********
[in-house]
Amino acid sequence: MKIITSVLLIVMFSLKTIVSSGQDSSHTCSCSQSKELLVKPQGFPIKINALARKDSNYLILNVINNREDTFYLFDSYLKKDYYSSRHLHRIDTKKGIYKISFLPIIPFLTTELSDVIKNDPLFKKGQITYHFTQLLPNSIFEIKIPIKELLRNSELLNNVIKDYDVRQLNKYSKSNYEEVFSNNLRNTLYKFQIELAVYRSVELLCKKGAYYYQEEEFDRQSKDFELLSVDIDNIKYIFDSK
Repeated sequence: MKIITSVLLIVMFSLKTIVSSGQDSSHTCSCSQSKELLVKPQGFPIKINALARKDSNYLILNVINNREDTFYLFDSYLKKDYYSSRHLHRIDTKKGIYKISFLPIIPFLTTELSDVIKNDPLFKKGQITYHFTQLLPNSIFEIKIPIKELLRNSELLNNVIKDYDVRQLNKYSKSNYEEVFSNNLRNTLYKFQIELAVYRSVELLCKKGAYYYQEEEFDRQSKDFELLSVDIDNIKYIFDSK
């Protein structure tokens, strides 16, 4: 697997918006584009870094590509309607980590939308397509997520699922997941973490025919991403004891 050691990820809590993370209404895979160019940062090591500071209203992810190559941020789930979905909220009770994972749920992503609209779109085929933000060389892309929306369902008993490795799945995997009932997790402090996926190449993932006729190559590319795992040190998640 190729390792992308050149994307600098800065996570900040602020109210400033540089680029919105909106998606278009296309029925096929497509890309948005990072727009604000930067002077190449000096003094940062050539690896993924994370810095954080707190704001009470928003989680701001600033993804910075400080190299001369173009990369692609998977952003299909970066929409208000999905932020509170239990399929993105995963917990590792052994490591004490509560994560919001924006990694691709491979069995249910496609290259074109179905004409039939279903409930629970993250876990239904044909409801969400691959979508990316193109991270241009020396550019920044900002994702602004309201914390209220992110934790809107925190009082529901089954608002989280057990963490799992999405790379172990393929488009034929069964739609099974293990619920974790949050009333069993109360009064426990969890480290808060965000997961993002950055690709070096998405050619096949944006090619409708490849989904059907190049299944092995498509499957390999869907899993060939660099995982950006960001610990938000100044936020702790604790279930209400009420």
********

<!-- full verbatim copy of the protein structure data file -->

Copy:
[in-house]
Amino acid sequence: MKIITSVLLIVMFSLKTIVSSGQDSSHTCSCSQSKELLVKPQGFPIKINALARKDSNYLILNVINNREDTFYLFDSYLKKDYYSSRHLHRIDTKKGIYKISFLPIIPFLTTELSDVIKNDPLFKKGQITYHFTQLLPNSIFEIKIPIKELLRNSELLNNVIKDYDVRQLNKYSKSNYEEVFSNNLRNTLYKFQIELAVYRSVELLCKKGAYYYQEEEFDRQSKDFELLSVDIDNIKYIFDSK
Repeated sequence: MKIITSVLLIVMFSLKTIVSSGQDSSHTCSCSQSKELLVKPQGFPIKINALARKDSNYLILNVINNREDTFYLFDSYLKKDYYSSRHLHRIDTKKGIYKISFLPIIPFLTTELSDVIKNDPLFKKGQITYHFTQLLPNSIFEIKIPIKELLRNSELLNNVIKDYDVRQLNKYSKSNYEEVFSNNLRNTLYKFQIELAVYRSVELLCKKGAYYYQEEEFDRQSKDFELLSVDIDNIKYIFDSK
């Protein structure tokens, strides 16, 4: 697997918006584009870094590509309607980590939308397509997520699922997941973490025919991403004891 050691990820809590993370209404895979160019940062090591500071209203992810190559941020789930979905909220009770994972749920992503609209779109085929933000060389892309929306369902008993490795799945995997009932997790402090996926190449993932006729190559590319795992040190998640 190729390792992308050149994307600098800065996570900040602020109210400033540089680029919105909106998606278009296309029925096929497509890309948005990072727009604000930067002077190449000096003094940062050539690896993924994370810095954080707190704001009470928003989680701001600033993804910075400080190299001369173009990369692609998977952003299909970066929409208000999905932020509170239990399929993105995963917990590792052994490591004490509560994560919001924006990694691709491979069995249910496609290259074109179905004409039939279903409930629970993250876990239904044909409801969400691959979508990316193109991270241009020396550019920044900002994702602004309201914390209220992110934790809107925190009082529901089954608002989280057990963490799992999405790379172990393929488009034929069964739609099974293990619920974790949050009333069993109360009064426990969890480290808060965000997961993002950055690709070096998405050619096949944006090619409708490849989904059907190049299944092995498509499957390999869907899993060939660099995982950006960001610990938000100044936020702790604790279930209400009420």